[ index | 1970 ]

Rhyolite (1967-1985)

40. The CIA developed a second class of Sigint satellite with complementary capabilities over the period from 1967 to 1985. Initially known as RHYOLITE and later AQUACADE, these satellites were operated from a remote ground station in central Australia, Pine Gap. Using a large parabolic antenna which unfolded in space, RHYOLITE intercepted lower frequency signals in the VHF and UHF bands. Larger, most recent satellites of this type have been named MAGNUM and then ORION. Their targets include telemetry, VHF radio, cellular mobile phones, paging signals, and mobile data links.

41. A third class of satellite, known first as JUMPSEAT and latterly as TRUMPET, operates in highly elliptical near-polar orbits enabling them to "hover" for long period over high northern latitudes. They enable the United States to collect signals from transmitters in high northern latitudes poorly covered by MERCURY or ORION, and also to intercept signals sent to Russian communications satellites in the same orbits.



In his book The Technology of Espionnage, Lauren Paine claims that one of the integrated satellites was an "orbiting laboratory in miniature".

What Mr. Paine may have been describing was an experimental prototype of a new DSP [Defense Support Program] satellite code-named Rhyolite. Launched on December 20, 1972, the prototype may have carried aloft an experimental test package for the most advanced bug ever invented. (p.252)

Under the National Reconnaissance Office [NRO] framework, the CIA awarded the contract to TRW, which put together the satellite in its windowless M-4 building at Redondo Beach. It was the same facility that built the early-warning DSP Code 949-647 satellites, but, unlike it's predecessors, Rhyolite was pure SIGINT.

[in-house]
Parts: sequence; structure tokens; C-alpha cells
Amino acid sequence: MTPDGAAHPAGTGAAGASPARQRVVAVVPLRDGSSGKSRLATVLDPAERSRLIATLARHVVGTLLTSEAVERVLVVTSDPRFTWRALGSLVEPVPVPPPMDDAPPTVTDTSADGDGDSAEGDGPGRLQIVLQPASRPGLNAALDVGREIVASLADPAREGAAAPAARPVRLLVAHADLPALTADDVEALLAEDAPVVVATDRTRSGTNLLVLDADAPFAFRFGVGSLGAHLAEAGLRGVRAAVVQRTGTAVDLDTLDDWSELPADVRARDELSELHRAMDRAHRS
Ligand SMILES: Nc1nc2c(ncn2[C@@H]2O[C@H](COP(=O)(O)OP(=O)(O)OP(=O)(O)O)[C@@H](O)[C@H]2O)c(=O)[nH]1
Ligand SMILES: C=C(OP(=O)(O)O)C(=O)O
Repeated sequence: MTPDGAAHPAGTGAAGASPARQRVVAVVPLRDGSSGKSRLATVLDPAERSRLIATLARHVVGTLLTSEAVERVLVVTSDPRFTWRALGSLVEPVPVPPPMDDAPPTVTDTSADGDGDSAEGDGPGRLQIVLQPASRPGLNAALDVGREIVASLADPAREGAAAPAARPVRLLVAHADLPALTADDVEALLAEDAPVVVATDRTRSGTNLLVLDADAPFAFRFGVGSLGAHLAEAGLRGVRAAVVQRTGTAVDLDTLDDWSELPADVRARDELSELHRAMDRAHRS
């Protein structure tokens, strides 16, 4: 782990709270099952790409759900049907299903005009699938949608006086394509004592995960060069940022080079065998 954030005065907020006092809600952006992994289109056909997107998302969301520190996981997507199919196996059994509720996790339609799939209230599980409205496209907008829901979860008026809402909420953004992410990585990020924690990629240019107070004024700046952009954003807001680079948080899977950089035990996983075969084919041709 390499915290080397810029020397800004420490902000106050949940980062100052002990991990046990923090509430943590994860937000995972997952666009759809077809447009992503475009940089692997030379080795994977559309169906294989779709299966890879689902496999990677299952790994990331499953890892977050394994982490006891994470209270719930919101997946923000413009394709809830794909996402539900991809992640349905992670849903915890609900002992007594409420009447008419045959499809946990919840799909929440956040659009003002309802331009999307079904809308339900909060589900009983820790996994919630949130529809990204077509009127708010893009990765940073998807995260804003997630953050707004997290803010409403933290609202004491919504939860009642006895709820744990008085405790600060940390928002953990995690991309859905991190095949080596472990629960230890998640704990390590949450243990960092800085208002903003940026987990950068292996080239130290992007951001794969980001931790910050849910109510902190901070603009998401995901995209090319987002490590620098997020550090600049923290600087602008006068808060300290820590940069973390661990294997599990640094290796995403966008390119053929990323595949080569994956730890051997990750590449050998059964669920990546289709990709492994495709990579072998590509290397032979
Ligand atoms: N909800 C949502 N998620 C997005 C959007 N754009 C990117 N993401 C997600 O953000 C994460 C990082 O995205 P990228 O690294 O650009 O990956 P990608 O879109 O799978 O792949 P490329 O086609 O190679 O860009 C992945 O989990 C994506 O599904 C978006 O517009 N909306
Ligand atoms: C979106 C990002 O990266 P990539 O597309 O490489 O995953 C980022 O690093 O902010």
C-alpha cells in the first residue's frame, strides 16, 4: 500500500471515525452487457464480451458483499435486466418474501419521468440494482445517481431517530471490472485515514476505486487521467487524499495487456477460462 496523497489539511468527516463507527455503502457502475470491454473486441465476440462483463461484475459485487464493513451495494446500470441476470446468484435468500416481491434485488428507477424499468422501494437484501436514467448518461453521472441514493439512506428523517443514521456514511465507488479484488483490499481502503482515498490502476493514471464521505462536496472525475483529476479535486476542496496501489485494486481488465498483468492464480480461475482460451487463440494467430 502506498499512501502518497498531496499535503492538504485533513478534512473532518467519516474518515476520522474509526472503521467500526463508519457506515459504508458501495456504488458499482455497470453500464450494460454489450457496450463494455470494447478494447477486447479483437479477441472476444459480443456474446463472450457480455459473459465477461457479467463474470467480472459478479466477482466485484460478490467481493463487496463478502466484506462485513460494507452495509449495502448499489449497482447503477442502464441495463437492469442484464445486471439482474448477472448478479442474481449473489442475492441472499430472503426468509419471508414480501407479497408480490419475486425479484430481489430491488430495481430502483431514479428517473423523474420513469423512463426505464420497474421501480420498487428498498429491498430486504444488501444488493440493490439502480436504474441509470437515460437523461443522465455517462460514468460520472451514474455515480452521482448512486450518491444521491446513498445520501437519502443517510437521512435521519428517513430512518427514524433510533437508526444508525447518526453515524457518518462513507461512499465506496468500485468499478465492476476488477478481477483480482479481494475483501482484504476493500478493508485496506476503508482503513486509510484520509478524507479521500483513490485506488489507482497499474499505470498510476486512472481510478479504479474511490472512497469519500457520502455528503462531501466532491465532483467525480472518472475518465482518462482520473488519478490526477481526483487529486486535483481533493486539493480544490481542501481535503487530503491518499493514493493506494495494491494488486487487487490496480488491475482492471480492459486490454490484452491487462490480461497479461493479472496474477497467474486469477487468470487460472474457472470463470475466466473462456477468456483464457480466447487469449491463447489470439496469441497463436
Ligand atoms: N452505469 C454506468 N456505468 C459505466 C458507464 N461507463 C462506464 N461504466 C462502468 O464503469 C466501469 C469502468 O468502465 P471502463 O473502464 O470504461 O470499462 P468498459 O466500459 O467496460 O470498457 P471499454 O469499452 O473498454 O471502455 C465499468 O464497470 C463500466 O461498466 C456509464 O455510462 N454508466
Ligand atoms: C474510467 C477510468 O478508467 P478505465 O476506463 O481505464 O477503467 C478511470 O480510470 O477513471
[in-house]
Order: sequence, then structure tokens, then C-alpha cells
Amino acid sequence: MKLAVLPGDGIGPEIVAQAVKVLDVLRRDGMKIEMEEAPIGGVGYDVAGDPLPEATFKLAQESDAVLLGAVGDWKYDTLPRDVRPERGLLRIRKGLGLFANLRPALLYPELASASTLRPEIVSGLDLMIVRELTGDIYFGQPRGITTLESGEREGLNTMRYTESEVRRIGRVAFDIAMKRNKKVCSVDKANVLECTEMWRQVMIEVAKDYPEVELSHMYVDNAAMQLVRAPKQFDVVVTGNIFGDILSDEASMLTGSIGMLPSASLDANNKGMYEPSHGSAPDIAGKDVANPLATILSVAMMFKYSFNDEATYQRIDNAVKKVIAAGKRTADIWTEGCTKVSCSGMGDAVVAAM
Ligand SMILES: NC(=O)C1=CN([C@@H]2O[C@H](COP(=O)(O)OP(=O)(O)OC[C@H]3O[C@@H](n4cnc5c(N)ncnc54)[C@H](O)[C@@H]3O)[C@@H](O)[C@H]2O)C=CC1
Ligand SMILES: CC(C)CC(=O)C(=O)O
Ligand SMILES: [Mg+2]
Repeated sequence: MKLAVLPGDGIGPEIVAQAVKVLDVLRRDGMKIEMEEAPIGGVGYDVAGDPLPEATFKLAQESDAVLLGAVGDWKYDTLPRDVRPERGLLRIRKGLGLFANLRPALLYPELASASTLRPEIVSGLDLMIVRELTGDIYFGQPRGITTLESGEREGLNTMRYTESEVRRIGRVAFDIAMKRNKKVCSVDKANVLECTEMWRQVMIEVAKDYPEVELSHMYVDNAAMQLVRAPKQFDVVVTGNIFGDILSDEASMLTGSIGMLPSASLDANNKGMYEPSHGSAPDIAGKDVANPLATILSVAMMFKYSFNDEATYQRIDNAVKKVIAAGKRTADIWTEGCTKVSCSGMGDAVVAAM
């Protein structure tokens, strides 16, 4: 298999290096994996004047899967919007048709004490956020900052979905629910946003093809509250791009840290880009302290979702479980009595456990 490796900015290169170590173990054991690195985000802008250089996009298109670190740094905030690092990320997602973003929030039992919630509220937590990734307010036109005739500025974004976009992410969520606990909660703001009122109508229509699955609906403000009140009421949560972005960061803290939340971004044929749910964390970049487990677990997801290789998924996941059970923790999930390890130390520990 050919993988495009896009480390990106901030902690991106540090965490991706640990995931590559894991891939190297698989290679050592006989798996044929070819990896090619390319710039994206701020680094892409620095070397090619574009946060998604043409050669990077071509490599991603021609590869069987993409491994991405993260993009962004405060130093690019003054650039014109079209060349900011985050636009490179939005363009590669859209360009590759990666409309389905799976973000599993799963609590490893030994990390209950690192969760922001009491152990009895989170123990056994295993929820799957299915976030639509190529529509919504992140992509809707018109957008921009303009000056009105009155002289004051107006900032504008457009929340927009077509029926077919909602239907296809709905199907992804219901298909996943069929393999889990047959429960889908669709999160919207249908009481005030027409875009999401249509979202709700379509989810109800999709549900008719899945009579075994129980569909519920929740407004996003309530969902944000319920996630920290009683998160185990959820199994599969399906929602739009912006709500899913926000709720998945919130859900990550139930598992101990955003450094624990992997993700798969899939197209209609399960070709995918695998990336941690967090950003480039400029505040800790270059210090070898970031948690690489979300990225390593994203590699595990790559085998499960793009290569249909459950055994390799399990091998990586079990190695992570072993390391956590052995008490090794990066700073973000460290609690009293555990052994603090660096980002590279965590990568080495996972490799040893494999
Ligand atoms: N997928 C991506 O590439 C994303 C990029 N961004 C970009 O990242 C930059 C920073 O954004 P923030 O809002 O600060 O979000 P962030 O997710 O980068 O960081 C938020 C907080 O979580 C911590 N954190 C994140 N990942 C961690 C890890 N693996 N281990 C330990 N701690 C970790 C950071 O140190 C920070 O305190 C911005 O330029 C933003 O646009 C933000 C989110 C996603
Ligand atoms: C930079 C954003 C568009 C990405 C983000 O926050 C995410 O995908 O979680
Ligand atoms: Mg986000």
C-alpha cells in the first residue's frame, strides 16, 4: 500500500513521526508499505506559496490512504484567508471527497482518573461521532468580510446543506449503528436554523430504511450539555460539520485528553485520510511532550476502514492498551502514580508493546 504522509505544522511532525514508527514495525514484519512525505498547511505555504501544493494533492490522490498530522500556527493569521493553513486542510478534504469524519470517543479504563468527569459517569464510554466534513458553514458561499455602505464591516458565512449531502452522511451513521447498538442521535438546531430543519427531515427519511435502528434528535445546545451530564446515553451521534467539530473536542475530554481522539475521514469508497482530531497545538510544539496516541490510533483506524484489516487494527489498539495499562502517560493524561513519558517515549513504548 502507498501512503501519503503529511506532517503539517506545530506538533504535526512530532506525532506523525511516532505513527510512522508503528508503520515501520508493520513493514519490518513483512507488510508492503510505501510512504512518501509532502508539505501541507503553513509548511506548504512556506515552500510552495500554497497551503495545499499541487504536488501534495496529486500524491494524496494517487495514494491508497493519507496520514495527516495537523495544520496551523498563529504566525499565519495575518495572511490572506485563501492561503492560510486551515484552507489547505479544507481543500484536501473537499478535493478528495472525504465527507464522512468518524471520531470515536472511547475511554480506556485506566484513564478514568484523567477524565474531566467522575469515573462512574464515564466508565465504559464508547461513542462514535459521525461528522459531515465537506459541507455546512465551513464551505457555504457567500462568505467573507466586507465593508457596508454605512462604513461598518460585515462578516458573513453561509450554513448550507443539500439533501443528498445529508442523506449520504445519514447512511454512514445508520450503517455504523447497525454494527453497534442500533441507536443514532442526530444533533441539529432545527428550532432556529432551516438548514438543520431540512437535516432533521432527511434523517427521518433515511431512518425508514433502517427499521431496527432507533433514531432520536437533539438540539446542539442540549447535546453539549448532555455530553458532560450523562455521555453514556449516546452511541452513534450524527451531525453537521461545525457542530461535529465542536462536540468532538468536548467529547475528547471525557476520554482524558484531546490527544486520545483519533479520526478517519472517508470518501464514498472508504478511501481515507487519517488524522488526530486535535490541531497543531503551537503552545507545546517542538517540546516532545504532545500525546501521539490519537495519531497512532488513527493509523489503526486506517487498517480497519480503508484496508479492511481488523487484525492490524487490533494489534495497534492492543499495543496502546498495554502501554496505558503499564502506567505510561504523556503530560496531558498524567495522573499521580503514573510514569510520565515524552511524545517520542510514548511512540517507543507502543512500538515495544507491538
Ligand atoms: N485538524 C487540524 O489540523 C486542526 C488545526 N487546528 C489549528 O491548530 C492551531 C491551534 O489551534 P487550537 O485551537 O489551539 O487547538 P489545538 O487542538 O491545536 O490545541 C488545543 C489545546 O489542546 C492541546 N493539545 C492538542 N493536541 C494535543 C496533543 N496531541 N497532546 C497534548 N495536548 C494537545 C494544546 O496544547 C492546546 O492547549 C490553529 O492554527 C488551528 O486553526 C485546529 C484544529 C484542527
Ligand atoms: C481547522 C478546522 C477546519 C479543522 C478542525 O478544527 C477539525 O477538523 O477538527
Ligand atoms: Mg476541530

First launched operationally on March 6, 1973, the satellite was placed into a geosynchronous orbit and parked above the Horn of Africa. From this aerie, Rhyolite could eavesdrop on microwave transmissions from western Russia as well as intercept telemetry signals transmitted from liquid-fuel ICBMs [Intercontinental Ballistic Missiles] launched from the Tyuratam missile-testing rangeand solid-propellant missiles, like the SS-16 and intermediate-range SS-20, launched from Plesetsk. (p.254)


Rhyolite itself, when packaged and ready for launch, looks like a lumpy, shiny box, about half the size of a railroad boxcar. Once released into orbit, however, the box springs open like an accordion to reveal a giant, seventy-foot concave, dish-shaped antenna designed to pick up distant signals. (p.510)

On June 18, 1975, the prototype for a new satellite system, and advanced Rhyolite code-named Argus, is reported to have been shot into geosynchronous orbit. This would have carried an antenna almost twice the size of Rhyolite, about 140 feet in diameter, virtually doubling the quality and quantity of signals received. (p.511)

A second Rhyolite was hoisted into geosynchronous orbit on May 23, 1977, and reportedly was positioned above Borneo, where, according to a former CIA official who was initially involved in the project, it is capable of "sucking up" a wast amount of both Soviet and Chinese military communications and radar signals. (p.255)

Two more of the satellites were sent into orbit on December 11, 1977, and April 7, 1978, and placed close by the original duo to act as spares in case of a malfunction. (p.255)

-- James Bamford: THE PUZZLE PALACE, 1982.

Cf. also:
CORONA (launched 1960) -- first photo reconnaissance satellite
(launched 1968) -- first US Comint satellite
KH-11 (launched 1976) -- photo + SIGINT

[ index | 1969 ]